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Verse 7: Secured by the root of virtue

Verse 7: Secured by the root of virtue

Part of a series of talks on the 41 Prayers to Cultivate Bodhicitta from the Avatamsaka Sutra (the Flower Ornament Sutra).

  • How the virtue we create secures us
  • The more we create virtue, the more secure we feel psychologically
  • The security of living with precepts

41 Prayers to cultivate bodhicitta: Verse 7 (download)

The next of the 41 prayers to cultivate bodhicitta reads:

“May all beings be secured by the root of virtue.”
This is the prayer of the bodhisattva when putting on a belt.

When we put on our belt we are securing our lower garment—whether it’s robes or pants or whatever it is, we’re securing it. Similarly, the root of virtue—the virtue that we create, the good karma, the merit that we create—secures us. And it secures us in many different ways.

First of all, it secures a good rebirth for us so then at the time of death there is no fear, no regret, no worry because we feel that security that we’ve lived a life of virtue that will ripen in a good rebirth.

The virtue also secures us in liberation. It secures us in enlightenment. It stabilizes our mind so we can actually practice the path and gain those realizations.

And I think that virtue also secures us in this life. And here I’m using secure in a little bit different way. The more time we spend living a life of virtue and abandoning the ten destructive actions and creating the ten constructive ones, then the more we feel psychologically secure. It’s an interesting way that virtue provides psychological security. First of all, we don’t have so much regret and guilt, which follow the non virtuous actions. So already we’ve eliminated all of that insecurity about: “Did I do the right thing? Did I say the right thing? I feel so bad about what I did. What are other people going to think of me because I lied, I caused all this conflict, I spoke harshly….” It eliminates all of that kind of anxiety and insecurity and makes a level of psychological security that is very nice in this life.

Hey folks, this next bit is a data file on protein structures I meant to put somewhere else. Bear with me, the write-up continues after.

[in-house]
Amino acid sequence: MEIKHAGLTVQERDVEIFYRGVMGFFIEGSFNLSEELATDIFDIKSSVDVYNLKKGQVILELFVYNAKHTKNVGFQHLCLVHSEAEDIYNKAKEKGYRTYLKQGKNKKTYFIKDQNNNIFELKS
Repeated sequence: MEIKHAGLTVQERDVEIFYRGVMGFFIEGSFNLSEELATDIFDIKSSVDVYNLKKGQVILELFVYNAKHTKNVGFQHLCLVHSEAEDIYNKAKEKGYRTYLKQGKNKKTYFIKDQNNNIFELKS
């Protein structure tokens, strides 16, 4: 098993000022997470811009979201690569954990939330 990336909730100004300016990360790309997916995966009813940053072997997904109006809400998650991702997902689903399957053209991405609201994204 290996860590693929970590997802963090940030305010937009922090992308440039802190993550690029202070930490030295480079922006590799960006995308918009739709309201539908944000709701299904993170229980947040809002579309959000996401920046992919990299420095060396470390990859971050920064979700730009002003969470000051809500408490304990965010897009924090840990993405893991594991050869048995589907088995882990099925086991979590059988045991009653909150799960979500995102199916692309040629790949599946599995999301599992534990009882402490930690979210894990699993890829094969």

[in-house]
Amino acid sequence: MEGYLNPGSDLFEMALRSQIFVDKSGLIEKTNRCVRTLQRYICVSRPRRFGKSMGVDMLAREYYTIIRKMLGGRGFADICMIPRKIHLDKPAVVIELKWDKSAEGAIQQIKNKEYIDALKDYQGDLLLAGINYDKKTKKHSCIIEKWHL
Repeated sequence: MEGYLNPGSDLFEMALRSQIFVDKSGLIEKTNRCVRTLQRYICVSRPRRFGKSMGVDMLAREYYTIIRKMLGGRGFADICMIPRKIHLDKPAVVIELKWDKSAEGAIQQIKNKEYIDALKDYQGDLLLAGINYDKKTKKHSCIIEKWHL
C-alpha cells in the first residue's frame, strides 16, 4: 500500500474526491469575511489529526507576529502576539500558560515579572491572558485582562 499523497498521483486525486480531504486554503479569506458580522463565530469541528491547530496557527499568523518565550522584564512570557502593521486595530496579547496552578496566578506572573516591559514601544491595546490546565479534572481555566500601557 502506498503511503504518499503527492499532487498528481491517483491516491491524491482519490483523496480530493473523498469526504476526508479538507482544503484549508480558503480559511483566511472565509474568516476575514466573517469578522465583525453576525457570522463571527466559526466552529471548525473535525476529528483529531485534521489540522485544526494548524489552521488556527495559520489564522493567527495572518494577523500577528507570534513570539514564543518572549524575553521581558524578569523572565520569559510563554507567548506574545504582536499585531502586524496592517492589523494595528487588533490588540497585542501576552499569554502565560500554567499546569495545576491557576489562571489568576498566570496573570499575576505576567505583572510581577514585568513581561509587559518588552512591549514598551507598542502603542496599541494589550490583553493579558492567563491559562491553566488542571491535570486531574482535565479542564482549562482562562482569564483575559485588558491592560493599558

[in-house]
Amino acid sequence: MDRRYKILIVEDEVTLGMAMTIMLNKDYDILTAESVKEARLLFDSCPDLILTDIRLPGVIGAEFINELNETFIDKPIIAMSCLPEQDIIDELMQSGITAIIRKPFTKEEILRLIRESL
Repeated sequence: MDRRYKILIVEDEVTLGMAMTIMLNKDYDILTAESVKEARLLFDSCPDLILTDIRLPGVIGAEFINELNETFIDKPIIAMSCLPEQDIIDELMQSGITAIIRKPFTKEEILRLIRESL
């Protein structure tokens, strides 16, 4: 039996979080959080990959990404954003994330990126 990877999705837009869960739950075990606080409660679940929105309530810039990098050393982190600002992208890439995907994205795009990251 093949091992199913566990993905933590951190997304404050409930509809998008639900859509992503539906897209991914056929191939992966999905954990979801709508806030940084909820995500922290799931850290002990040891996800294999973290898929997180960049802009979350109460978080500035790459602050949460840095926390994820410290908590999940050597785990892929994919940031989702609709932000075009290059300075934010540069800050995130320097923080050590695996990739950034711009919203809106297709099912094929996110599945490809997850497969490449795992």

Also I think the more (especially) you keep precepts (whatever level of precepts you have) it provides another kind of psychological security that I can’t really put into words. But you feel it after a number of years. In other words, at the beginning of your practice you feel like you’re kind of like swaying in the waves there, you know, crashes on shore and goes out, you’re not sure where you are. But as you live in precepts your mind gets more stable and you feel that security of having the virtue underneath you. you don’t feel like you’re swaying so much. You feel like there’s some ground to stand on in the sense that your own virtuous attitudes and actions are supporting you in your life.

Virtue makes for that security in this life, for the security at the time of death (because it leads us to a good future life), and the security in bringing about liberation and then full enlightenment. So every time you put on your belt in the morning then you should feel secure in more than one way.

Venerable Thubten Chodron

Venerable Chodron emphasizes the practical application of Buddha’s teachings in our daily lives and is especially skilled at explaining them in ways easily understood and practiced by Westerners. She is well known for her warm, humorous, and lucid teachings. She was ordained as a Buddhist nun in 1977 by Kyabje Ling Rinpoche in Dharamsala, India, and in 1986 she received bhikshuni (full) ordination in Taiwan. Read her full bio.